Safety and signaling gear

No matter your skill level as a swimmer, it is essential to wear a lifejacket that fits you properly at all times in the canoe. Even better if it has a whistle attached.

Devices such as whistles, mirrors, and flares are also musts so that you can signal for help in an emergency.

Another essential item is a bailer or bilge pump. This will be worth its weight in gold if you start taking on water.

Gear for making your way

Camping and personal gear
  • Bug tarp and spray
  • Tent and sleeping bag
  • Outdoor kitchen setup
  • Clothing
  • Sun protection
  • First aid kit
  • Electronics
  • Tent and sleeping bag

Choose a tent that, like your bug tarp, can stand up to the wind and that everyone can squeeze into without stepping on each other’s toes (figuratively and literally).

Bonus points if it’s quick and easy to set up since the last thing you want to do after a long day of paddling is spend hours fussing with poles and pitching. A sleeping bag that will keep you warm when the temperatures drop at night rounds out your setup.

Outdoor kitchen setup

Don’t leave home without a portable camping stove. Although the thought of cooking over an open fire speaks to the outdoors person in all of us, the reality is that cooking over a stove is faster, more reliable, and a heck of a lot easier. Plus, some areas have fire bans, so a stove may be your only cooking option.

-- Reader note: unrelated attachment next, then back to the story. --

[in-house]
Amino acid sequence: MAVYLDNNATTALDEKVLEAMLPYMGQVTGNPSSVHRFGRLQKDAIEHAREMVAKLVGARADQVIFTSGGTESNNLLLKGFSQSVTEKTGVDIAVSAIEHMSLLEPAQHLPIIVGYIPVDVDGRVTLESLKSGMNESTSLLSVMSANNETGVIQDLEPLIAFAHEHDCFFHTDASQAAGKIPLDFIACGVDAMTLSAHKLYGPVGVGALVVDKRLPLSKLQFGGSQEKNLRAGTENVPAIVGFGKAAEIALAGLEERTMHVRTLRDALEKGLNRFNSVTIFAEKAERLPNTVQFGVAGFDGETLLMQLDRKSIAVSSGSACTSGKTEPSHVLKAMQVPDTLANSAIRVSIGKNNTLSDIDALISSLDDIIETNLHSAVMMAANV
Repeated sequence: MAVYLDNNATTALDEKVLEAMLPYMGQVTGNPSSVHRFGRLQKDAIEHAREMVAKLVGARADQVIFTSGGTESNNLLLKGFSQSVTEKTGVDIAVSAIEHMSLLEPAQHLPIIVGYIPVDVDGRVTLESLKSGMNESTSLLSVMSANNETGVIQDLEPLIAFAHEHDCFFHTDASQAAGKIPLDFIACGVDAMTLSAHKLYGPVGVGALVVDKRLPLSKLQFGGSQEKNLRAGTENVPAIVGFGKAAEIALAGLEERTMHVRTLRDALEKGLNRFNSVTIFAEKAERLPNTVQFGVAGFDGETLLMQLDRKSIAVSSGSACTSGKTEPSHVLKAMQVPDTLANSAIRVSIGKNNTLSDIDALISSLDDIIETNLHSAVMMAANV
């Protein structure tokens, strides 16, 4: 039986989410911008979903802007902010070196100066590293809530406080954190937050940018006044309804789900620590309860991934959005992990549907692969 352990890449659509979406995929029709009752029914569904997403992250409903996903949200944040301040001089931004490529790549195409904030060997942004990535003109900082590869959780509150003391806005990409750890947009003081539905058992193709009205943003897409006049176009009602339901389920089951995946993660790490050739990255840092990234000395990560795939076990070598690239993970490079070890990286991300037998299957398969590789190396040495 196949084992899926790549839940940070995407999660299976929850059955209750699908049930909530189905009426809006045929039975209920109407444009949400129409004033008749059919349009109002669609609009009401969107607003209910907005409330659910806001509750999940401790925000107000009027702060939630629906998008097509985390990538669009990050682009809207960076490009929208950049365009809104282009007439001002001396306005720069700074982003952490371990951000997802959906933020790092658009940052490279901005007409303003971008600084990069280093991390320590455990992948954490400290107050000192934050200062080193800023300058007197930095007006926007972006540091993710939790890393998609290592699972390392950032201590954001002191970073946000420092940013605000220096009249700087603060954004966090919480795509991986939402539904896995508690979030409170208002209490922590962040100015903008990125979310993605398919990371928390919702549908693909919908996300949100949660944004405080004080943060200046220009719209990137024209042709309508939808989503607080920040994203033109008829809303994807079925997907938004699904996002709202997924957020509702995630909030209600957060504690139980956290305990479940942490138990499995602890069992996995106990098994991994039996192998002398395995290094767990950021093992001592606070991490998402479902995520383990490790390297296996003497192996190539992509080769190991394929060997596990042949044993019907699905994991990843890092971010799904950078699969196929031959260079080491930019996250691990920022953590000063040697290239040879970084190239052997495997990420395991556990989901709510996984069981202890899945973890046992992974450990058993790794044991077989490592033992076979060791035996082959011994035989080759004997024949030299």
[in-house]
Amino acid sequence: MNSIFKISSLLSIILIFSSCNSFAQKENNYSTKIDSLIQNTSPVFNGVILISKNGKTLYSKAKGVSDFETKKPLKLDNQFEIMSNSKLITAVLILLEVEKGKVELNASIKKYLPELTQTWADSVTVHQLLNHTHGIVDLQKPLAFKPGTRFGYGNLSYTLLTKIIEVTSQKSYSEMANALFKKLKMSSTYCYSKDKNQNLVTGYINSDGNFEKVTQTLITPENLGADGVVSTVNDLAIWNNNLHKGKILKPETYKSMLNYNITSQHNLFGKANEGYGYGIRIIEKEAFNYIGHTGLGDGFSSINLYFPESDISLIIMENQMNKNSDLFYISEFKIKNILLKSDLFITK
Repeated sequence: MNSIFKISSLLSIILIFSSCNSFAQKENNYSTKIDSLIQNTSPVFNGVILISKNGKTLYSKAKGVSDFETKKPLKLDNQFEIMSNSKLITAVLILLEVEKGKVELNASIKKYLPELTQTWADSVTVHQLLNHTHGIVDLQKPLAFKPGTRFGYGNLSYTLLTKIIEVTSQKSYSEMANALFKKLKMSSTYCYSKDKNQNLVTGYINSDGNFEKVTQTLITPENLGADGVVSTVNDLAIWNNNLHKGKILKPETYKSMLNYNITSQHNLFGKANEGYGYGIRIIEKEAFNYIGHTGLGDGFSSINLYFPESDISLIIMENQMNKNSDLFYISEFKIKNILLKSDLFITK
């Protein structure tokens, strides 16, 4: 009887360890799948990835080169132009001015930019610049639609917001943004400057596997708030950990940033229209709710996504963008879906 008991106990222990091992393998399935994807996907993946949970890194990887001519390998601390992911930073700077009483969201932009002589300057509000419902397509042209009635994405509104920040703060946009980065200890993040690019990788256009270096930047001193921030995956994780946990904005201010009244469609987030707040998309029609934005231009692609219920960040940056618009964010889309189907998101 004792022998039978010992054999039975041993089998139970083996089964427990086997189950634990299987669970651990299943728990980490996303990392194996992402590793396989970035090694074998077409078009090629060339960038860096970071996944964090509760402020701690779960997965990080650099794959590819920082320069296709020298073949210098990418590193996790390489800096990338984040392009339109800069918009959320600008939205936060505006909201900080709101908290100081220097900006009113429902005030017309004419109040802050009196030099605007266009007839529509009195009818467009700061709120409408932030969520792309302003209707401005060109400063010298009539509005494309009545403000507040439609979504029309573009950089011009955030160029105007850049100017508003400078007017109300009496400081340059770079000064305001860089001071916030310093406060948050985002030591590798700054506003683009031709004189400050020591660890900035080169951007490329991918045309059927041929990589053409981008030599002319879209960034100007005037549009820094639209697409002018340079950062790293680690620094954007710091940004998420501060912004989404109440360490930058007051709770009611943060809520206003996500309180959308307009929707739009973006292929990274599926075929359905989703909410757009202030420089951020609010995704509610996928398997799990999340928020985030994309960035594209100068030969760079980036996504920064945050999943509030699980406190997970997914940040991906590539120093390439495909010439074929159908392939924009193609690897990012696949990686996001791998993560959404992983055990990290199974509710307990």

Be sure to keep your matches, lighter, and firestarter in a waterproof container, so they’re ready to go when your stomach starts rumbling.

Here’s an insider canoe camping tip that we want everyone to know about: pot cozies. These make outdoor cooking a breeze in several important ways. Their insulating action speeds up cooking time and keeps food warmer for longer, thereby reducing your need for fuel.

Two more must-have items are a trusty water container and a multi-purpose knife.


The issue of what clothing to pack could fill an entire article on its own, so we’ll keep it general and say to pack for a range of weather conditions, including footwear (that means sandals, walking shoes, and rain boots) and a raincoat.

Many experienced canoe campers swear by the many light layers approach, and we agree. It’s the best way to stay warm without too much bulk.

Sun protection